Ensuring private cloud security begins by examining the security of the network in which the cloud resides. Depending on the nature of the specific private cloud, this can take on many forms. However, there are protocols and checks common to most any network.
Step one in maintaining your private cloud security is planning ahead. Implement protocols and procedures for accessing data in the private cloud in your planning stages. If the cloud is only meant to be accessed internally, clearly a company must ensure that these services can't be accessed externally. But if it is necessary to access private cloud resources when staff members are outside the company network, decide how the data will be secured, and put an authentication mechanism in place. Further, determine which restrictions -- if any -- should be placed on access to resources. If several individuals are accessing resources, creating multiple virtual machines (VMs) and running multiple applications, the private cloud can be seriously computationally overloaded, threatening its security. So, plan ahead for mitigating this risk and enforce your protocols.
When building a private cloud in addition to or instead of a public cloud, ensure your company has the security staff to mitigate risks. The personnel who will be securing the environment should be prepared to respond accordingly during catastrophic events.
Testing your private cloud security
Start by conducting periodic Wireshark or TShark captures on the physical machines that house the virtualized infrastructure. Once administrators have a general idea about which types of traffic should and should not be entering or leaving the network, they can easily script this. It's also a good way to develop a baseline regarding what is normal network behavior. For example, if network administrators know that no DHCP servers exist within their private cloud, yet they begin to see "DHCP OFFER" messages appear in a Wireshark capture, it's crucial that they investigate further.
When using Wireshark within a private cloud environment, ensure that the capture is done from a host machine. This will allow for a more comprehensive capture of network traffic, as opposed to simply capturing traffic from within a VM.
In addition, conduct frequent audits of system logs as they pertain to the private cloud environment. There are numerous hardware appliances and software applications that perform robust automated log analysis, complete with alert messages and alarm triggers. For example, if an individual is logging into the private cloud at 2 a.m. on a Saturday, this might be deemed irregular by an automated system and logged as such. However, these systems are only as good as the people that created them and they can never completely replace an experienced pair of human eyes that know what they are looking for. Therefore, an experienced professional who is comfortable conducting audits should be allowed to do audits on a frequent basis.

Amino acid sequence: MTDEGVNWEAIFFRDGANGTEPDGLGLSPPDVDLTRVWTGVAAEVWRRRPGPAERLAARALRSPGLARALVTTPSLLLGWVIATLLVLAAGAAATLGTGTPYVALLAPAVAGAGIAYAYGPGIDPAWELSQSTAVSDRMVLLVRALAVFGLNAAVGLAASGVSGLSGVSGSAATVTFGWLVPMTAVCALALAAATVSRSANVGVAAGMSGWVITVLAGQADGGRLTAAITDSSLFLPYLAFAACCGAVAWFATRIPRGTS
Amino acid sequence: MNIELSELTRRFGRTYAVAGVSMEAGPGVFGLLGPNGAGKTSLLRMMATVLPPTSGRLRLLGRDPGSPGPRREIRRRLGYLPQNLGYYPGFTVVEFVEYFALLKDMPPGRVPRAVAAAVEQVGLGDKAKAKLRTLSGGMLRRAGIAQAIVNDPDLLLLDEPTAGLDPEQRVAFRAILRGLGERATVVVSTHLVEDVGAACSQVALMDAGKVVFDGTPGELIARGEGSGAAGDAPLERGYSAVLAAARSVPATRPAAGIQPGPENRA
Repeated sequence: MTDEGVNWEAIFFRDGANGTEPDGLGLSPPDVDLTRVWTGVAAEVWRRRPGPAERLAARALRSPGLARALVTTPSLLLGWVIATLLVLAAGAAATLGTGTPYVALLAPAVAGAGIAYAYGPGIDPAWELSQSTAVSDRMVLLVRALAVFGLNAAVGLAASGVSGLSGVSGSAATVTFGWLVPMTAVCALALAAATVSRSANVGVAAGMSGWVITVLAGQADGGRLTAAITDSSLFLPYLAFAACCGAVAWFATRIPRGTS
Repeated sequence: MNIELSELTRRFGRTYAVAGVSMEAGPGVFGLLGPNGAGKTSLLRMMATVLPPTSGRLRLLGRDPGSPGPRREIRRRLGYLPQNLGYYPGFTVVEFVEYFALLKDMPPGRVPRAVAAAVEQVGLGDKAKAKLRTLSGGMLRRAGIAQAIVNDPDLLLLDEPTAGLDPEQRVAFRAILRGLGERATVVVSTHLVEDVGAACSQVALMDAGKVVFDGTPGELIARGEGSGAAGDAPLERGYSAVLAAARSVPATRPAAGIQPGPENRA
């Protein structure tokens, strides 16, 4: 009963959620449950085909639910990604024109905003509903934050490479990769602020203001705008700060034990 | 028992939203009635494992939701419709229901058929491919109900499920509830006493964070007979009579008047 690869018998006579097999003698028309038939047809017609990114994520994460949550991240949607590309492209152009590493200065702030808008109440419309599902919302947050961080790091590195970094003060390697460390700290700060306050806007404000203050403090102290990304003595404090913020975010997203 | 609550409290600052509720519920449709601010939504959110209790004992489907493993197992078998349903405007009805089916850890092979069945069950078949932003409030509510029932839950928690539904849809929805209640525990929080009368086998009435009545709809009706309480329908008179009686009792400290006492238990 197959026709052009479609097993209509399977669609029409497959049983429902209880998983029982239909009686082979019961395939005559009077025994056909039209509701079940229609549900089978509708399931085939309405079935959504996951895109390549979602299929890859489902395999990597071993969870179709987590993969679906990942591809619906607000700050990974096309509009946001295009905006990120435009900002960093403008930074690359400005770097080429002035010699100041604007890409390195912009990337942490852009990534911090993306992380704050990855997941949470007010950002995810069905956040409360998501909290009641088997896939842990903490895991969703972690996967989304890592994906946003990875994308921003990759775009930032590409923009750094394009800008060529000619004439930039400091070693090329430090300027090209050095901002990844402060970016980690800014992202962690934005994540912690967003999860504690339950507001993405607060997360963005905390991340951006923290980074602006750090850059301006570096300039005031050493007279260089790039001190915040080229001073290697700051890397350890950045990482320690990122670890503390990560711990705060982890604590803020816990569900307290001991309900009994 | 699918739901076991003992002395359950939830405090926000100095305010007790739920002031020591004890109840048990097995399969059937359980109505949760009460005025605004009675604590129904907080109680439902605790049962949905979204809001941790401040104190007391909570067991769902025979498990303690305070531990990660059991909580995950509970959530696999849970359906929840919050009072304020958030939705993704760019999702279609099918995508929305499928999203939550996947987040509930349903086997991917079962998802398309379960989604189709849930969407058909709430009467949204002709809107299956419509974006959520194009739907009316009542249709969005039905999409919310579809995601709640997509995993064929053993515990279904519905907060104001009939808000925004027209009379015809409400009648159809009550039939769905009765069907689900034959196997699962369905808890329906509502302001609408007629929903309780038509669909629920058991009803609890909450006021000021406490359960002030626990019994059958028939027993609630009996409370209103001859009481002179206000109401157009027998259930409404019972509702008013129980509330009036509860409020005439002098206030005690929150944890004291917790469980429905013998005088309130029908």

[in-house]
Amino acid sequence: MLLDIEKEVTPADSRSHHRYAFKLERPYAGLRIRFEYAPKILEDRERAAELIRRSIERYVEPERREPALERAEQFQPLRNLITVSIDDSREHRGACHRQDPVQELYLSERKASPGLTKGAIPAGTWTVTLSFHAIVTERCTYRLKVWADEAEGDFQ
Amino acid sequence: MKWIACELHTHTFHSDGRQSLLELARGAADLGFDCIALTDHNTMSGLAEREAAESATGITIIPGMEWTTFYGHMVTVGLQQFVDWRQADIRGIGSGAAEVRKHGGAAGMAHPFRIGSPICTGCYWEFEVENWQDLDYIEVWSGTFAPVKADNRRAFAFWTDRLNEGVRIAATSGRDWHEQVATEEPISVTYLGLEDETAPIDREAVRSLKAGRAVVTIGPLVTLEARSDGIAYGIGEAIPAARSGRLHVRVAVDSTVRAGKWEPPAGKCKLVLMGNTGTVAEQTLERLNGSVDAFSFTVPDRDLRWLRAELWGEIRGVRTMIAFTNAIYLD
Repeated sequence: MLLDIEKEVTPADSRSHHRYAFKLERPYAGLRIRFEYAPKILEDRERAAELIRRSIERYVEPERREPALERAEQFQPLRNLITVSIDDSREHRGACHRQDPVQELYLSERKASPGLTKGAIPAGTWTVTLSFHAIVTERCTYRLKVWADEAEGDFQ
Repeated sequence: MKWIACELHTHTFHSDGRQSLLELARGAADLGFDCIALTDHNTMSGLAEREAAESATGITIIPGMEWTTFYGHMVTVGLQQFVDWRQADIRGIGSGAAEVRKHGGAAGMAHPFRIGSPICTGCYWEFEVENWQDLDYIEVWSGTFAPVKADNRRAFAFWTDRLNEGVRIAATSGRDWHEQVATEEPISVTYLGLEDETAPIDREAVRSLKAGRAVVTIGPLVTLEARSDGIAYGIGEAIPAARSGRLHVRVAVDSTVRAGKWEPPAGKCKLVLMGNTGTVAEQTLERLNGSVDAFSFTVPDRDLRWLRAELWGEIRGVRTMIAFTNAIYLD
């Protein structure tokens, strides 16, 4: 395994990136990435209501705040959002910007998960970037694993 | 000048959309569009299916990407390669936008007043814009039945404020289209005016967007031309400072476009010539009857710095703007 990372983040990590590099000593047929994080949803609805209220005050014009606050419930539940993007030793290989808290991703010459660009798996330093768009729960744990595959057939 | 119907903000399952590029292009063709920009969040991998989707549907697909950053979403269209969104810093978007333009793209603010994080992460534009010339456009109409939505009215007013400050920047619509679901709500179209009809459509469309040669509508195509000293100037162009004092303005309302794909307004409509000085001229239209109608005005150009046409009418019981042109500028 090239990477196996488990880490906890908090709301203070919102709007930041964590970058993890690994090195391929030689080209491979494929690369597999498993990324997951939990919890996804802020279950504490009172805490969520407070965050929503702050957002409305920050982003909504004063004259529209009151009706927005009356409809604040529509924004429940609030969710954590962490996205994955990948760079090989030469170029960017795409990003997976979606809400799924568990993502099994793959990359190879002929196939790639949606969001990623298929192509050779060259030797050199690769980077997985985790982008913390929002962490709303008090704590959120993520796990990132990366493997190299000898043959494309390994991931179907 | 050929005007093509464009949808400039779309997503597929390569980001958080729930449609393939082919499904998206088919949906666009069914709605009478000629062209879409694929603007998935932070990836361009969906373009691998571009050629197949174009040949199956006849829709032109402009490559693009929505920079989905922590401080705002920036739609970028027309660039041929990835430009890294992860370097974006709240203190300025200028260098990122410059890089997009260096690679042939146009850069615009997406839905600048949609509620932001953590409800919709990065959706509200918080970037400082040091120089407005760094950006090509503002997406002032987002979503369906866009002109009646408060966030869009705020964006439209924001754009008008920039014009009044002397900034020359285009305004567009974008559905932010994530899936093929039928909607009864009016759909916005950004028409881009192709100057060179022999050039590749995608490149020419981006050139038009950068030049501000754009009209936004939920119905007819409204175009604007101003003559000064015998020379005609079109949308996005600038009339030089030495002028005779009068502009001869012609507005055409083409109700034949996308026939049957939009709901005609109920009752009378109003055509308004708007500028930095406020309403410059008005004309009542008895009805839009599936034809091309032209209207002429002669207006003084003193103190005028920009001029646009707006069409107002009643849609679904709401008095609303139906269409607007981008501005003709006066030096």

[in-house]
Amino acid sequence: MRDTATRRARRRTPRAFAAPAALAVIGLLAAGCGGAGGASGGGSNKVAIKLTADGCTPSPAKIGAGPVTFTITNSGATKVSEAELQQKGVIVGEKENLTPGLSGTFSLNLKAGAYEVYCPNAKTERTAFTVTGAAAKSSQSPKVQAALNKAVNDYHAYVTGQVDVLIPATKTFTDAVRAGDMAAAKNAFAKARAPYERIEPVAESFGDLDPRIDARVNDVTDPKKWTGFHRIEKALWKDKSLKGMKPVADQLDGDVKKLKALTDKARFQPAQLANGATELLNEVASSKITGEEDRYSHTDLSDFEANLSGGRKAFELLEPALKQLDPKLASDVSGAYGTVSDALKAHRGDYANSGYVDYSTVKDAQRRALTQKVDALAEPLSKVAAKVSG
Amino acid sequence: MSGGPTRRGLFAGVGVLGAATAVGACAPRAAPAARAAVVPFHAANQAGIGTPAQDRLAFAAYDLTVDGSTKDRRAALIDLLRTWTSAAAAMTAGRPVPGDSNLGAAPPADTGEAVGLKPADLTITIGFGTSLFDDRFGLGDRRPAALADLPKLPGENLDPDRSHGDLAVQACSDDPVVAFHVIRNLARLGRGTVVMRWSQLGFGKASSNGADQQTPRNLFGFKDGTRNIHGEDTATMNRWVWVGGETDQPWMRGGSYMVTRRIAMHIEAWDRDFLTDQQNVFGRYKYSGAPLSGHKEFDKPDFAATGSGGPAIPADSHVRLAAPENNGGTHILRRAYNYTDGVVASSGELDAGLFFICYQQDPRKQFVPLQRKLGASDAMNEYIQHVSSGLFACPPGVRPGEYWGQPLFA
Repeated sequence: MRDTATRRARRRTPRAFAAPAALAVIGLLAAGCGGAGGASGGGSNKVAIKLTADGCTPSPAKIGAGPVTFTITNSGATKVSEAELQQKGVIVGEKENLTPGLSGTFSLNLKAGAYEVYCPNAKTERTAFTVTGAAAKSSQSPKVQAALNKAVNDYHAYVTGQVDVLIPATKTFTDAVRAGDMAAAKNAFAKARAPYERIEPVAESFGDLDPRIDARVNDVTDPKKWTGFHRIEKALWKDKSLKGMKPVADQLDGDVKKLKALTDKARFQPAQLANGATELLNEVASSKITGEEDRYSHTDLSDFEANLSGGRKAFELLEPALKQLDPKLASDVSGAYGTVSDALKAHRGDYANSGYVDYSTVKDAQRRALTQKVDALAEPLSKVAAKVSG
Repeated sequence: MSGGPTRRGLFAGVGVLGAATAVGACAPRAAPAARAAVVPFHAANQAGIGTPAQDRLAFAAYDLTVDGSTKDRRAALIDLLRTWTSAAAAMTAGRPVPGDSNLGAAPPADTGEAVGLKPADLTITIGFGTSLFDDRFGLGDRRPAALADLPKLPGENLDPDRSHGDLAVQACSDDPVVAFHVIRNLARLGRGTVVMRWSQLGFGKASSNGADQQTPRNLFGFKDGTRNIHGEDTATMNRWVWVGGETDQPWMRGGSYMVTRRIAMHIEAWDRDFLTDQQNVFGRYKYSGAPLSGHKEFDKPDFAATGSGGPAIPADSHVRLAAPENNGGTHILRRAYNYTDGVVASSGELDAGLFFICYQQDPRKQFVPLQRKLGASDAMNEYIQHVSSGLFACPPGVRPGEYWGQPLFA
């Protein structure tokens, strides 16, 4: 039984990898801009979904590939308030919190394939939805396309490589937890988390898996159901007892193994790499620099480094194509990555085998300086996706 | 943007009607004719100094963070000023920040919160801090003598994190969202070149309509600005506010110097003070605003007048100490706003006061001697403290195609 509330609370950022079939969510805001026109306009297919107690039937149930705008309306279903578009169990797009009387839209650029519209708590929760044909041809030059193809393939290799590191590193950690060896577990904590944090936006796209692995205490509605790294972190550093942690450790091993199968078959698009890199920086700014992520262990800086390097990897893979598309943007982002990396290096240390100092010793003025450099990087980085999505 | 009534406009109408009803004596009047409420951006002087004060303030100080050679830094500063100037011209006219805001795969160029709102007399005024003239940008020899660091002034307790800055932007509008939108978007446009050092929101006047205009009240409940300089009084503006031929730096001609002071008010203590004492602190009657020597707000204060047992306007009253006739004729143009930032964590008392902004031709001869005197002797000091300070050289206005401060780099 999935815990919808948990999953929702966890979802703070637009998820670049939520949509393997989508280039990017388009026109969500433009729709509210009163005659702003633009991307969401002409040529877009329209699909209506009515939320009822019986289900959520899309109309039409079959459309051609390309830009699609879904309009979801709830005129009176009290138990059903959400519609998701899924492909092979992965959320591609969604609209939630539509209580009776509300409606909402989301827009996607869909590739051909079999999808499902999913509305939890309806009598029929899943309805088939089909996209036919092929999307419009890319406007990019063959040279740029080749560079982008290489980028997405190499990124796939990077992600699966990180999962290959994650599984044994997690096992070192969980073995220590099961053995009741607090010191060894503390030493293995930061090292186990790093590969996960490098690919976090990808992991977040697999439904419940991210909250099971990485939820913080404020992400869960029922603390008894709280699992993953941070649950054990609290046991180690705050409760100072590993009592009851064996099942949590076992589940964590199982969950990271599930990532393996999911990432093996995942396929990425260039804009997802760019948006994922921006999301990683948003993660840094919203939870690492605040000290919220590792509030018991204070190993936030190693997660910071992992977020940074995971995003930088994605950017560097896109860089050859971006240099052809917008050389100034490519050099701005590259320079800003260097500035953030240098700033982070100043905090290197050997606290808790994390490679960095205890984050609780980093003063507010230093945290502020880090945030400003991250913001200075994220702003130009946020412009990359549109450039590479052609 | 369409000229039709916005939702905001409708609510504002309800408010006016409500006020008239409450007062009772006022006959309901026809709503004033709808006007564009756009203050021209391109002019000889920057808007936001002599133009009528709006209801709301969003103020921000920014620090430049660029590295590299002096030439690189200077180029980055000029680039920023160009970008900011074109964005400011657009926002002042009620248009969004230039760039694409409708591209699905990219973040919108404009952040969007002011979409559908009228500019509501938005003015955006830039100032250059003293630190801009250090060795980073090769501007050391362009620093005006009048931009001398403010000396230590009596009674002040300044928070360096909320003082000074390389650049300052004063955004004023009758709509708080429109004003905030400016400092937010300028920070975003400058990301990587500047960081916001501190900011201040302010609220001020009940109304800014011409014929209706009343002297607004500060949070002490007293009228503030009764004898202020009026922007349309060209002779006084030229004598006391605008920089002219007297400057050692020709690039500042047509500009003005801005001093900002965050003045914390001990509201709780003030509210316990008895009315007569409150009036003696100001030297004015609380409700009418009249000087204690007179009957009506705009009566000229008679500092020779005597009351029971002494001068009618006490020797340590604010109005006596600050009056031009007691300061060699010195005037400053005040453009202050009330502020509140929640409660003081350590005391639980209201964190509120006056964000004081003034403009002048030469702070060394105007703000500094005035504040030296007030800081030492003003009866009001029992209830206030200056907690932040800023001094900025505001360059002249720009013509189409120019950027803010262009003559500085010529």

Is it worth it to move to public cloud?
Many organizations are moving to public cloud because offloading the cost and responsibility of maintaining their own cloud infrastructure was deemed well worth their time and money. However, is it the best move for security? Well, yes and no.
Many companies feel less vulnerable to DOS and other attacks because their infrastructure resides in, for example, one of Amazon Web Services' massive data centers. The provider is responsible if an organization's infrastructure is victimized by an attack. However, the company would be responsible for calling system and network administrators in on the weekend, and devoting copious amounts of time and resources toward mitigating an attack on a private cloud. Advantage: public cloud.
On the other hand, companies that decide to move to the public cloud have very little -- if any -- idea where data resides and how it is being treated. When a company uses a public cloud, it has no root access to the physical machine it resides on. Therefore, nefarious individuals with root access to a given box can wreak havoc on a company's data. For now, there are still pros and cons to both public and private clouds.
About the author:
Brad Casey is a former SearchSecurity.com expert. He holds a Master of Science degree in Information Assurance from the University of Texas at San Antonio, and has extensive experience in the areas of penetration testing, public key infrastructure, VoIP and network packet analysis. He is also knowledgeable in the areas of system administration, Active Directory and Windows Server 2008. He spent five years doing security assessment testing in the U.S. Air Force, and in his spare time, you can find him looking at Wireshark captures and playing with various Linux distros in VMs.
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